Merrill deal may ease Temasek pain, but risk remains
By Saeed Azhar
SINGAPORE, Sept 15 (Reuters) - Bank of America's purchase of Merrill Lynch in a $50 billion deal highlights the risk Singapore's Temasek [TEM.UL] and other sovereign funds took in betting on a financial sector whose troubles are far from over.
The $131 billion Singapore state fund has ploughed over $5 billion into Merrill, but the value of the investment plunged when the U.S. bank suffered massive losses from risky housing debt, before Merrill agreed to halve Temasek's purchase price in July.
With an average price of between $23 and $24 paid per Merrill MER.N share, Temasek could make a small paper gain given Bank of America (BAC.N: Cotización) is paying $29 a share in an all-stock deal for the third-biggest global investment bank.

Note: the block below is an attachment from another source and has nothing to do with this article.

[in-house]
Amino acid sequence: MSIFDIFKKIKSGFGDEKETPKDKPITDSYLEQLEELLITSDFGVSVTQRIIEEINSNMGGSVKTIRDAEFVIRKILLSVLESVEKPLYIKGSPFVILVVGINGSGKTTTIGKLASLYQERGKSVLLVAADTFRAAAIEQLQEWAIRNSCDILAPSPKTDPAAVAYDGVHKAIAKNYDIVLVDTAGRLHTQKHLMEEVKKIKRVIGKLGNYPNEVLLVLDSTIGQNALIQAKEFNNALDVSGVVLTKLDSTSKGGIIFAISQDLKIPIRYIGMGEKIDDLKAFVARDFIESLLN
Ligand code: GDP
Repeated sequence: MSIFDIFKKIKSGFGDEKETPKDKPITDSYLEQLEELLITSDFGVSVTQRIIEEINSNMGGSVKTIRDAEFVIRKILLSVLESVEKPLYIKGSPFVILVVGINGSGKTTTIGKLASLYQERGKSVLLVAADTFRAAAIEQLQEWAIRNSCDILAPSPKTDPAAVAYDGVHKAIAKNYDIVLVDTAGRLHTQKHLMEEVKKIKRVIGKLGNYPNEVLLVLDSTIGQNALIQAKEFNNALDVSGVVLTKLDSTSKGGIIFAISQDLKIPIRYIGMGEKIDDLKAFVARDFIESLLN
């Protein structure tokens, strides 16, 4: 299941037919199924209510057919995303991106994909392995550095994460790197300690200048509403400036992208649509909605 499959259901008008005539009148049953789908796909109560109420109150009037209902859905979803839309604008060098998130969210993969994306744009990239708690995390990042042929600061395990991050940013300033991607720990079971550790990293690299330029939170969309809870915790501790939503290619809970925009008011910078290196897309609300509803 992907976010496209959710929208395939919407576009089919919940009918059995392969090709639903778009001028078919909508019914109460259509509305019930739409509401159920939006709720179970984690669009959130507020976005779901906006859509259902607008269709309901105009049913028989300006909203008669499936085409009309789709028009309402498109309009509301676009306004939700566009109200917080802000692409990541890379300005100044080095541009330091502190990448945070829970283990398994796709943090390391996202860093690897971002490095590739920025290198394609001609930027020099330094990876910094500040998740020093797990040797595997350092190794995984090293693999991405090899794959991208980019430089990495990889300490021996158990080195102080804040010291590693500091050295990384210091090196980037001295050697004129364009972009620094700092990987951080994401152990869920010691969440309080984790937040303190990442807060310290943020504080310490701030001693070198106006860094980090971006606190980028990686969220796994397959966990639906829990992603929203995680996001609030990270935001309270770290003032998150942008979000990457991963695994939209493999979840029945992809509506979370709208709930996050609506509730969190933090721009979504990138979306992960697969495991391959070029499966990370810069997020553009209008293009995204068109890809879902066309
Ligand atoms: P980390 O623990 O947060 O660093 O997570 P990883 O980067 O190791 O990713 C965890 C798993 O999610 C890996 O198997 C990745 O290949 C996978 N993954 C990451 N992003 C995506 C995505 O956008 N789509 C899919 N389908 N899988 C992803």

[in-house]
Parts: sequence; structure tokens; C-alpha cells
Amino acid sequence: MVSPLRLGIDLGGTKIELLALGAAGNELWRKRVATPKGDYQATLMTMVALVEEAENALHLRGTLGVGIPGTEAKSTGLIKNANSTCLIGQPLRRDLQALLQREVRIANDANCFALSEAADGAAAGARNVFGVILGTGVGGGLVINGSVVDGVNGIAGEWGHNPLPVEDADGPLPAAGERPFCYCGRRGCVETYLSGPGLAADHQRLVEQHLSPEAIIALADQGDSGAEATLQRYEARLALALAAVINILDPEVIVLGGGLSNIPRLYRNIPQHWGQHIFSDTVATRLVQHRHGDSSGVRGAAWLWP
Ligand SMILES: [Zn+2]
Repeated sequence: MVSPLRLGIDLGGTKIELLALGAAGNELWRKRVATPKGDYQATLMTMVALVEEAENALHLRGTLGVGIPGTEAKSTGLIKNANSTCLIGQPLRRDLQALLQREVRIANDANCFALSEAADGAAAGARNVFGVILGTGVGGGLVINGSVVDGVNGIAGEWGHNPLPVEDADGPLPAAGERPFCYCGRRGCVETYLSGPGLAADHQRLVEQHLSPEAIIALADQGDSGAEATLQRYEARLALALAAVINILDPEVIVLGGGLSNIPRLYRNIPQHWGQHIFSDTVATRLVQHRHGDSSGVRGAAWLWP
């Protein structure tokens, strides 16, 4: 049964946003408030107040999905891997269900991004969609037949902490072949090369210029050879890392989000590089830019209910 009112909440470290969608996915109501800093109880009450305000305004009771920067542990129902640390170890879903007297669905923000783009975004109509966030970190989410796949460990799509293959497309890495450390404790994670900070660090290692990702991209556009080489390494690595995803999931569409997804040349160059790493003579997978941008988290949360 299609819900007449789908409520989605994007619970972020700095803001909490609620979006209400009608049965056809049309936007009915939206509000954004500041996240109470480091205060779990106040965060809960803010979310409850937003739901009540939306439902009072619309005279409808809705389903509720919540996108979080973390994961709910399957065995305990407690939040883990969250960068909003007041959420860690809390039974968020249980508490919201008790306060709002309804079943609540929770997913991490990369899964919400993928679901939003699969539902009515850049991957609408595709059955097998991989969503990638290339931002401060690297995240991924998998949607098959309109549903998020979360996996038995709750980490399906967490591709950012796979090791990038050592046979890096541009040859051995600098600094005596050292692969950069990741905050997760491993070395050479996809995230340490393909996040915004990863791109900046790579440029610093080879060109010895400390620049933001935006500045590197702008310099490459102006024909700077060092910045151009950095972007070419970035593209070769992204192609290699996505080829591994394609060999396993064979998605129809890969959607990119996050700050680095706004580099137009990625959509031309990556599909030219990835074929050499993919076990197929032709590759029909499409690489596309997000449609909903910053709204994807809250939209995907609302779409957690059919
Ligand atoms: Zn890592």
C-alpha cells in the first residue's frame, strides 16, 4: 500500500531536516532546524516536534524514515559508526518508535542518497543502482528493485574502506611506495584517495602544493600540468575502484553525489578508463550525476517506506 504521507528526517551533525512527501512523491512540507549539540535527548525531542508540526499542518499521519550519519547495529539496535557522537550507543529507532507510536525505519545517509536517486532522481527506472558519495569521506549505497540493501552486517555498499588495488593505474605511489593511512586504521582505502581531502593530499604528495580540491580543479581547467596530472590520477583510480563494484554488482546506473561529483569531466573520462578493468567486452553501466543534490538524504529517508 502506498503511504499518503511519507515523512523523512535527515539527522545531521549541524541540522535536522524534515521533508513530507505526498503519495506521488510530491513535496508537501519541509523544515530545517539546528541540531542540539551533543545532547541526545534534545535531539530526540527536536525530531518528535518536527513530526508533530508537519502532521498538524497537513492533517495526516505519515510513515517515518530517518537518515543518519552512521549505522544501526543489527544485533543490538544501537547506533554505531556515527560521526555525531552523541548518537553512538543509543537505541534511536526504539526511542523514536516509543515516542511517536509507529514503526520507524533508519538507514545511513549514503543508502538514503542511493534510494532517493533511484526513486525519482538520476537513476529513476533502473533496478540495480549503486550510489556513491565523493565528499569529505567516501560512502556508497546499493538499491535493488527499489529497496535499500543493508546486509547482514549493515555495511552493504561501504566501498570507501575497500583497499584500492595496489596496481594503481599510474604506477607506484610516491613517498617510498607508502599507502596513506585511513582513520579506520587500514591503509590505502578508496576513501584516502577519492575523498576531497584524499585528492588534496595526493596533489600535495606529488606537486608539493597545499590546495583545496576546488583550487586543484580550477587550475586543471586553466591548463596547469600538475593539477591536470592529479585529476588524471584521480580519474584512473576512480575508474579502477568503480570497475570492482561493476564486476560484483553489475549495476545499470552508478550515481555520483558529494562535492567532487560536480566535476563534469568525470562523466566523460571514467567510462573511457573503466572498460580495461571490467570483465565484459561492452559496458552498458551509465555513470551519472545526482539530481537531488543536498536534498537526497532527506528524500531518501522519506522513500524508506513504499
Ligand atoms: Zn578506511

Temasek will end up owning shares in Bank of America, a bank with a much bigger franchise but with the challenge of integration and dealing with Merrill's bad debts. Analysts said it was unclear if Temasek will sell or hold for the long-term.
"If you are a long-term investor and have a five- to 10-year horizon, then whether you make a profit or a loss on Bank of America's share price shouldn't be an issue for you now," an analyst, familiar with the workings of the fund, told Reuters.
A Temasek spokesman declined to comment on the sovereign fund's next move.
A second source with knowledge of the fund said Temasek is waiting for more clarity from Merrill CEO John Thain on a investor conference call later on Monday.
In Dubai, state-owned investment agency Mubadala said it was not looking to bail out any financial companies in difficulty. Continuación...